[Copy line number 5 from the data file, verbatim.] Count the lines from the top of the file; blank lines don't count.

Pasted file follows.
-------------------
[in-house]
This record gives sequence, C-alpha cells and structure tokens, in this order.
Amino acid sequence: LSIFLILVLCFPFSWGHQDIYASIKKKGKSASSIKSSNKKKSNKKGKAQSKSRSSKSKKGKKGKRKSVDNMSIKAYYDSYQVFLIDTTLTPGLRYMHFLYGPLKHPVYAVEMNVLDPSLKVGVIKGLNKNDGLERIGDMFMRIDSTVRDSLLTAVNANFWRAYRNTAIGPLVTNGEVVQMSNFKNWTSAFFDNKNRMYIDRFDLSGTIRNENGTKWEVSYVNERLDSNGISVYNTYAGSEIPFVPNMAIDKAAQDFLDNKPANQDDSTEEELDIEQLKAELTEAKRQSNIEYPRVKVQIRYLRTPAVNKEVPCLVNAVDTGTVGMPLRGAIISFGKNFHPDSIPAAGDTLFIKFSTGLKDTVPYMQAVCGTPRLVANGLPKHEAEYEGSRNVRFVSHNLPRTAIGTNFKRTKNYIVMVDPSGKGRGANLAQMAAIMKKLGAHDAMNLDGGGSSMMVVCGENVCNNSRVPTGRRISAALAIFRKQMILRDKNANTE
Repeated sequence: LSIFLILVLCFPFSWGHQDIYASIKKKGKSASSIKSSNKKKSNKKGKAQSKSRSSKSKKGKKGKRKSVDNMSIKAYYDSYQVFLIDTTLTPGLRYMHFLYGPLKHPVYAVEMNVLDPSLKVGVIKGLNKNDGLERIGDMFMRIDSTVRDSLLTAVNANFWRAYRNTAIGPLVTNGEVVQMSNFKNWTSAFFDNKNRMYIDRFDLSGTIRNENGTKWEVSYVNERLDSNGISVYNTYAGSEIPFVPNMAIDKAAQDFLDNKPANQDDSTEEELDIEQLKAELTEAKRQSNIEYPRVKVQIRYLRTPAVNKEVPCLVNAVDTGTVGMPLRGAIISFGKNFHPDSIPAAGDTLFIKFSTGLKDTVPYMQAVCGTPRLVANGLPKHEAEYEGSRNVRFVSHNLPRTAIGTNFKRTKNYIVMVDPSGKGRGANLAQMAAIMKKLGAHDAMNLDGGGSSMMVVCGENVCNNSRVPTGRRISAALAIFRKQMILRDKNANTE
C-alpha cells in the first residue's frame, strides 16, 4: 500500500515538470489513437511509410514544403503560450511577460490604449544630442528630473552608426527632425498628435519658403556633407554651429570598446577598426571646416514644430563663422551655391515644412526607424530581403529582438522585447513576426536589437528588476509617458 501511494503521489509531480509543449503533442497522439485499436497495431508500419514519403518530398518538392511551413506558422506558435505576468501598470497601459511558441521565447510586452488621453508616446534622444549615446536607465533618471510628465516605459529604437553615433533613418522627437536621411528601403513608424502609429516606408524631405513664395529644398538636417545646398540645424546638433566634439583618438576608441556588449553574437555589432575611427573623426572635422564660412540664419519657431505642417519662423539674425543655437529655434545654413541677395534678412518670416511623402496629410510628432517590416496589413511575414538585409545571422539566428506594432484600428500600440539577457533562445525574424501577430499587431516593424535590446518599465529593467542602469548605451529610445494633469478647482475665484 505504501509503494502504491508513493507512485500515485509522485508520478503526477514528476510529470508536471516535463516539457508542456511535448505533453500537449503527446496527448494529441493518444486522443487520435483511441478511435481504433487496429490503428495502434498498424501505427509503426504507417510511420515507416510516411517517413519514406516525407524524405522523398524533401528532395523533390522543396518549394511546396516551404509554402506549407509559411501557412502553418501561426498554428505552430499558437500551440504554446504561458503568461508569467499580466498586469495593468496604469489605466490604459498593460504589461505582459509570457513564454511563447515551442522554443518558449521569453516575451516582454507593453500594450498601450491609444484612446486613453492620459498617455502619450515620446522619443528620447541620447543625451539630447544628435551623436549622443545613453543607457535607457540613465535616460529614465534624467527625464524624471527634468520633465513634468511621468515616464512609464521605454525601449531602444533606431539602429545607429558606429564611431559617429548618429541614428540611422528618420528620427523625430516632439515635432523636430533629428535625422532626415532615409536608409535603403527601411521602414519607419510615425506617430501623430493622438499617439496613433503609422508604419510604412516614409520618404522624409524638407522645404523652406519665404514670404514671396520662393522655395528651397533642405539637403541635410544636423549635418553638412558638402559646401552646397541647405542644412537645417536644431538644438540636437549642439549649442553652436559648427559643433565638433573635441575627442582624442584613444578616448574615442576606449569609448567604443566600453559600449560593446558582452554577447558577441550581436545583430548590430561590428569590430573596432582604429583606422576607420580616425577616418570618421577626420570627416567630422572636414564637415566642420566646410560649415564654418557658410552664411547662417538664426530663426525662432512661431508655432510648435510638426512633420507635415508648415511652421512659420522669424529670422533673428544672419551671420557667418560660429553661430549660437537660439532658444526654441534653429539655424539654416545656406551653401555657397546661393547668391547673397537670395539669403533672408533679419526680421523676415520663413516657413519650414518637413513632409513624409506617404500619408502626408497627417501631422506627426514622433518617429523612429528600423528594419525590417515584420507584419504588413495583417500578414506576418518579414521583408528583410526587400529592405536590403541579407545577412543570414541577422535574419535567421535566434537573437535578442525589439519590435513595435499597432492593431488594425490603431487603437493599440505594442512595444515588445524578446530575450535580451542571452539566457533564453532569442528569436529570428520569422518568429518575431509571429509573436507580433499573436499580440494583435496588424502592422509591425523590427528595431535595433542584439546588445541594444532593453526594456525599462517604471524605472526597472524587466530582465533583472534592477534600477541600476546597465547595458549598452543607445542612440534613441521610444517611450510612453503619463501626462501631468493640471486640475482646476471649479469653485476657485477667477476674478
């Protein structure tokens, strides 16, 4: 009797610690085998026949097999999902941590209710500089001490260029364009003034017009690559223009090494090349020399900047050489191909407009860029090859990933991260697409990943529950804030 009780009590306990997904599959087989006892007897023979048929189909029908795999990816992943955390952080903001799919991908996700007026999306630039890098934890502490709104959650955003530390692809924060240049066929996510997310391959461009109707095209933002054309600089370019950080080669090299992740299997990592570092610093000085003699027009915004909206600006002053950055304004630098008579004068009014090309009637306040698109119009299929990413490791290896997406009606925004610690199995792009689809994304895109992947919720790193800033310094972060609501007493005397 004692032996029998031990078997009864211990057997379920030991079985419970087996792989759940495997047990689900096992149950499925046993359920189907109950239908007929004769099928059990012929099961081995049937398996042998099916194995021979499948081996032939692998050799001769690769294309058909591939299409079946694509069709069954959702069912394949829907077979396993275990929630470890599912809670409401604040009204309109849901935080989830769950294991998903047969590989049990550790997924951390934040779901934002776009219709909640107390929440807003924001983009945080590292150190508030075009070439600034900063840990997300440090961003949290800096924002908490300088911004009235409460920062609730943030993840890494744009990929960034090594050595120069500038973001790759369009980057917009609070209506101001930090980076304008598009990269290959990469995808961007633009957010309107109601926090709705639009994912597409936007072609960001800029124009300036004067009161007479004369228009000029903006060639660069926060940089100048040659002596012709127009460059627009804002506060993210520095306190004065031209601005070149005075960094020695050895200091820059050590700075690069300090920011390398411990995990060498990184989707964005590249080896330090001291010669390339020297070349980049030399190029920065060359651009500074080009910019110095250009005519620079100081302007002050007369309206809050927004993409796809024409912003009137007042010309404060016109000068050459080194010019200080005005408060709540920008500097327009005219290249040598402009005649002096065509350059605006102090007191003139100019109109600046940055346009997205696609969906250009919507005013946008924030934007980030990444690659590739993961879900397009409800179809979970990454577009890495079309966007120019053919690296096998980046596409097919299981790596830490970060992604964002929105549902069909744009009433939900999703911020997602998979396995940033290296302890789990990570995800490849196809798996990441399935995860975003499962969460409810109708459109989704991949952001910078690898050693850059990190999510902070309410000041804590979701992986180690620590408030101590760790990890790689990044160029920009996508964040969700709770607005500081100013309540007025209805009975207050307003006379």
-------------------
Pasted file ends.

C-alpha cells in the first residue's frame, strides 16, 4: 500500500515538470489513437511509410514544403503560450511577460490604449544630442528630473552608426527632425498628435519658403556633407554651429570598446577598426571646416514644430563663422551655391515644412526607424530581403529582438522585447513576426536589437528588476509617458 501511494503521489509531480509543449503533442497522439485499436497495431508500419514519403518530398518538392511551413506558422506558435505576468501598470497601459511558441521565447510586452488621453508616446534622444549615446536607465533618471510628465516605459529604437553615433533613418522627437536621411528601403513608424502609429516606408524631405513664395529644398538636417545646398540645424546638433566634439583618438576608441556588449553574437555589432575611427573623426572635422564660412540664419519657431505642417519662423539674425543655437529655434545654413541677395534678412518670416511623402496629410510628432517590416496589413511575414538585409545571422539566428506594432484600428500600440539577457533562445525574424501577430499587431516593424535590446518599465529593467542602469548605451529610445494633469478647482475665484 505504501509503494502504491508513493507512485500515485509522485508520478503526477514528476510529470508536471516535463516539457508542456511535448505533453500537449503527446496527448494529441493518444486522443487520435483511441478511435481504433487496429490503428495502434498498424501505427509503426504507417510511420515507416510516411517517413519514406516525407524524405522523398524533401528532395523533390522543396518549394511546396516551404509554402506549407509559411501557412502553418501561426498554428505552430499558437500551440504554446504561458503568461508569467499580466498586469495593468496604469489605466490604459498593460504589461505582459509570457513564454511563447515551442522554443518558449521569453516575451516582454507593453500594450498601450491609444484612446486613453492620459498617455502619450515620446522619443528620447541620447543625451539630447544628435551623436549622443545613453543607457535607457540613465535616460529614465534624467527625464524624471527634468520633465513634468511621468515616464512609464521605454525601449531602444533606431539602429545607429558606429564611431559617429548618429541614428540611422528618420528620427523625430516632439515635432523636430533629428535625422532626415532615409536608409535603403527601411521602414519607419510615425506617430501623430493622438499617439496613433503609422508604419510604412516614409520618404522624409524638407522645404523652406519665404514670404514671396520662393522655395528651397533642405539637403541635410544636423549635418553638412558638402559646401552646397541647405542644412537645417536644431538644438540636437549642439549649442553652436559648427559643433565638433573635441575627442582624442584613444578616448574615442576606449569609448567604443566600453559600449560593446558582452554577447558577441550581436545583430548590430561590428569590430573596432582604429583606422576607420580616425577616418570618421577626420570627416567630422572636414564637415566642420566646410560649415564654418557658410552664411547662417538664426530663426525662432512661431508655432510648435510638426512633420507635415508648415511652421512659420522669424529670422533673428544672419551671420557667418560660429553661430549660437537660439532658444526654441534653429539655424539654416545656406551653401555657397546661393547668391547673397537670395539669403533672408533679419526680421523676415520663413516657413519650414518637413513632409513624409506617404500619408502626408497627417501631422506627426514622433518617429523612429528600423528594419525590417515584420507584419504588413495583417500578414506576418518579414521583408528583410526587400529592405536590403541579407545577412543570414541577422535574419535567421535566434537573437535578442525589439519590435513595435499597432492593431488594425490603431487603437493599440505594442512595444515588445524578446530575450535580451542571452539566457533564453532569442528569436529570428520569422518568429518575431509571429509573436507580433499573436499580440494583435496588424502592422509591425523590427528595431535595433542584439546588445541594444532593453526594456525599462517604471524605472526597472524587466530582465533583472534592477534600477541600476546597465547595458549598452543607445542612440534613441521610444517611450510612453503619463501626462501631468493640471486640475482646476471649479469653485476657485477667477476674478